walked into Hisense Arena for her first-round match against Galina Voskoboeva
of Kazakhstan, and then walked right back off. She took a bathroom break before there was anything to take a break from. It would be the only thing that slowed her down today. Sixty minutes later, she had marched to an impressively efficient 6-1, 6-0 win over the world No. 80.
Voskoboeva, 28, who was ranked as high as No. 42 last year, won the first game with an ace. But that’s all she would win. It took a few minutes for Williams to find her range, but she was aggressively searching for it from the start. At 1-1, 15-30, she set up an easy forehand only to net it. At break point, she did the same, only to push the shot long. But she was off to the races after a forehand drop shot on her second break point found the outside of the sideline. It may have actually missed the sideline, but for some reason, Voskoboeva, after giving it a long look, declined to challenge.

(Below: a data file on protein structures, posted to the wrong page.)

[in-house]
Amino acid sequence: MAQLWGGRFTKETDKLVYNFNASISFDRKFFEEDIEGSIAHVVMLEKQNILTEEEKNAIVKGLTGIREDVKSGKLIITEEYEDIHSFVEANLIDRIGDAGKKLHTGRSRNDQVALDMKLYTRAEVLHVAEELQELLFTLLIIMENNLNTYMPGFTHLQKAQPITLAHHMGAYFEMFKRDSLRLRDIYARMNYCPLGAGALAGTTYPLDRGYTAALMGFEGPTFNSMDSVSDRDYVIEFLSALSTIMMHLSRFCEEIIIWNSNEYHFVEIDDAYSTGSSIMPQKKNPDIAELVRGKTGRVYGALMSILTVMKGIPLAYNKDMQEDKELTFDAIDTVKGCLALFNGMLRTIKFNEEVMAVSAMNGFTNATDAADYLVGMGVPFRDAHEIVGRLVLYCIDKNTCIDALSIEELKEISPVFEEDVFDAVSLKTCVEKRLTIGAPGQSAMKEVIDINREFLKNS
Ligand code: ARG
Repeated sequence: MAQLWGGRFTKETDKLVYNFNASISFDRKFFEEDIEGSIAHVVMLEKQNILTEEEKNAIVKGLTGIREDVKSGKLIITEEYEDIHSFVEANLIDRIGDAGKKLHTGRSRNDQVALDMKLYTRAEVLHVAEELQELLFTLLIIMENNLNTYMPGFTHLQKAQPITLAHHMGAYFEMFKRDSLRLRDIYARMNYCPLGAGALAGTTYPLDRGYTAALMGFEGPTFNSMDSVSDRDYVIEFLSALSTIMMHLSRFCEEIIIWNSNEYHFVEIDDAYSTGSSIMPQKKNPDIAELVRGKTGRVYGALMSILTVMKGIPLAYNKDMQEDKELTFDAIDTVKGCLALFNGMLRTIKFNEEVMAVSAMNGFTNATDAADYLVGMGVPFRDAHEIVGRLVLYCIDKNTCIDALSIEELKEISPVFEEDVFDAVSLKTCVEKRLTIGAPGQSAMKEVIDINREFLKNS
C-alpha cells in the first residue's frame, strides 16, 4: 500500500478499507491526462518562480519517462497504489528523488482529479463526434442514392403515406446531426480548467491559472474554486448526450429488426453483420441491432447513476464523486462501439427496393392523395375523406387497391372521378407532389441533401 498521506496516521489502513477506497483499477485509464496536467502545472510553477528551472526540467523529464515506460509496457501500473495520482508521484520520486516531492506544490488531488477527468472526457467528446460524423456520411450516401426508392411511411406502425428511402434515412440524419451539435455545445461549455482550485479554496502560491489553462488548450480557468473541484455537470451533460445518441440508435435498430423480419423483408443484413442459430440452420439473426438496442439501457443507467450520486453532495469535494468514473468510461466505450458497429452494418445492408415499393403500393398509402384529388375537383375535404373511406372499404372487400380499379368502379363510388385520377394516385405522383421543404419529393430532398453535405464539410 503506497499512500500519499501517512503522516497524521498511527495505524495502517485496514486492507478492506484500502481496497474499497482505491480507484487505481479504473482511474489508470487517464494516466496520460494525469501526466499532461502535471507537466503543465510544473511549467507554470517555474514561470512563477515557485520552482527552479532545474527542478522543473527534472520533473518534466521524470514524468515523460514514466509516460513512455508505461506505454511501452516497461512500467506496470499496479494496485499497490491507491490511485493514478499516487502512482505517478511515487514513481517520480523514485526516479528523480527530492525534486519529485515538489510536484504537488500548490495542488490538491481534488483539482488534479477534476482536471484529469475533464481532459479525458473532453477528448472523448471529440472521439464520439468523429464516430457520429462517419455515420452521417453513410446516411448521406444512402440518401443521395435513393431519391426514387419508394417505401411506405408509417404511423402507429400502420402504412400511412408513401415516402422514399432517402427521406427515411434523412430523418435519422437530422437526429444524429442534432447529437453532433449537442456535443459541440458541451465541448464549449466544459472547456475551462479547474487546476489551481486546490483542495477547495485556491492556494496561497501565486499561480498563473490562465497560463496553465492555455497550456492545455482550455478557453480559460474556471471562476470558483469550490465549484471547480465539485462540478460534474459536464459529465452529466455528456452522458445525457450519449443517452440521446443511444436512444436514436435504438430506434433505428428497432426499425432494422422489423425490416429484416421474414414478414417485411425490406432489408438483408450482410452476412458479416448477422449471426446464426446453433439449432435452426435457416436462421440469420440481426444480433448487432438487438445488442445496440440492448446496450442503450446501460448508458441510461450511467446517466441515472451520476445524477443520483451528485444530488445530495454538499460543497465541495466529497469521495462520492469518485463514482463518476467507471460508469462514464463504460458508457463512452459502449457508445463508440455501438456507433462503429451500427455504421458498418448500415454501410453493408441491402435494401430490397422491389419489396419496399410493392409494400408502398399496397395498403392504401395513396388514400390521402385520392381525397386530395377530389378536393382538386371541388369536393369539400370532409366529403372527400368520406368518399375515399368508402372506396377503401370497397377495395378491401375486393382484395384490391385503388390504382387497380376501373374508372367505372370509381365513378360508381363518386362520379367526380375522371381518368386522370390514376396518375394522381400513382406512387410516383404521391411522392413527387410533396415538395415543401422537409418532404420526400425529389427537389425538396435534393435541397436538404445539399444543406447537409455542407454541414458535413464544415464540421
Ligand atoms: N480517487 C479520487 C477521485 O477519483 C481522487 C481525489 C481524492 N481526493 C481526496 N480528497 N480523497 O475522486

Williams was soon up 4-1 and serving, but a couple of forehand winners from her opponent earned two break points. This was the set’s only point of contention. Williams saved both break points with service winners, and held with two aces. Something similar happened in the second set, when Williams was serving at 2-0. Again she faced two break points, and again she came up with two service winners. When Venus held with a big forehand, Voskoboeva smacked her racquet on the court. That was the last scrap of fight she could muster.
This was just the match the 32-year-old Williams wanted as an opener. It was over quickly, which will let her conserve her energy, and she moved and hit the ball well—she finished with 21 winners against 10 errors. Voskoboeva’s most interesting shot is her backhand drop, but Venus tracked it down well. And her sometimes-wonky forehand never wobbled. One more win, and she’ll almost surely have a third-round date with Maria Sharapova. The Russian won even more easily today, 0 and 0, but Venus looked every bit as sharp.